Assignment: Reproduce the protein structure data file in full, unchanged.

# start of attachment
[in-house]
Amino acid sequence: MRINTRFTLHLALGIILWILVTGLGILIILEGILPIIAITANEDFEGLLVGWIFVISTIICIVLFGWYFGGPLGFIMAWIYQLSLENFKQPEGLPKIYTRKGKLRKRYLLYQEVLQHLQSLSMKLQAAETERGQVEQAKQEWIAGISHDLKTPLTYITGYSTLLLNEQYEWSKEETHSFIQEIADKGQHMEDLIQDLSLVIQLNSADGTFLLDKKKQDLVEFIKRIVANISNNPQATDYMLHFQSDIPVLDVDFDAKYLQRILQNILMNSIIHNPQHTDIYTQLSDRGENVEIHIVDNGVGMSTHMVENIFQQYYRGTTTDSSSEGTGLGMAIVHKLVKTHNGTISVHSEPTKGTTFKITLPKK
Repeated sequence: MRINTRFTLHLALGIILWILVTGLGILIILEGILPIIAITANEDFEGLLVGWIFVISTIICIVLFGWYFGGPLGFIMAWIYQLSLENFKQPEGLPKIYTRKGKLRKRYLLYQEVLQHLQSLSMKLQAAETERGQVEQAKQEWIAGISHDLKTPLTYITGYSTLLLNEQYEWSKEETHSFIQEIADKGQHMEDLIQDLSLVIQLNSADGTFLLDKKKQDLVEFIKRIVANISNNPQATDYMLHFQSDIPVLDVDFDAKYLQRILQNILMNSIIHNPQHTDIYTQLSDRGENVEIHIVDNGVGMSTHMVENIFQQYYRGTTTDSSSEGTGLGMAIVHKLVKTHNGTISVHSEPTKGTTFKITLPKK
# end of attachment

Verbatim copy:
[in-house]
Amino acid sequence: MRINTRFTLHLALGIILWILVTGLGILIILEGILPIIAITANEDFEGLLVGWIFVISTIICIVLFGWYFGGPLGFIMAWIYQLSLENFKQPEGLPKIYTRKGKLRKRYLLYQEVLQHLQSLSMKLQAAETERGQVEQAKQEWIAGISHDLKTPLTYITGYSTLLLNEQYEWSKEETHSFIQEIADKGQHMEDLIQDLSLVIQLNSADGTFLLDKKKQDLVEFIKRIVANISNNPQATDYMLHFQSDIPVLDVDFDAKYLQRILQNILMNSIIHNPQHTDIYTQLSDRGENVEIHIVDNGVGMSTHMVENIFQQYYRGTTTDSSSEGTGLGMAIVHKLVKTHNGTISVHSEPTKGTTFKITLPKK
Repeated sequence: MRINTRFTLHLALGIILWILVTGLGILIILEGILPIIAITANEDFEGLLVGWIFVISTIICIVLFGWYFGGPLGFIMAWIYQLSLENFKQPEGLPKIYTRKGKLRKRYLLYQEVLQHLQSLSMKLQAAETERGQVEQAKQEWIAGISHDLKTPLTYITGYSTLLLNEQYEWSKEETHSFIQEIADKGQHMEDLIQDLSLVIQLNSADGTFLLDKKKQDLVEFIKRIVANISNNPQATDYMLHFQSDIPVLDVDFDAKYLQRILQNILMNSIIHNPQHTDIYTQLSDRGENVEIHIVDNGVGMSTHMVENIFQQYYRGTTTDSSSEGTGLGMAIVHKLVKTHNGTISVHSEPTKGTTFKITLPKK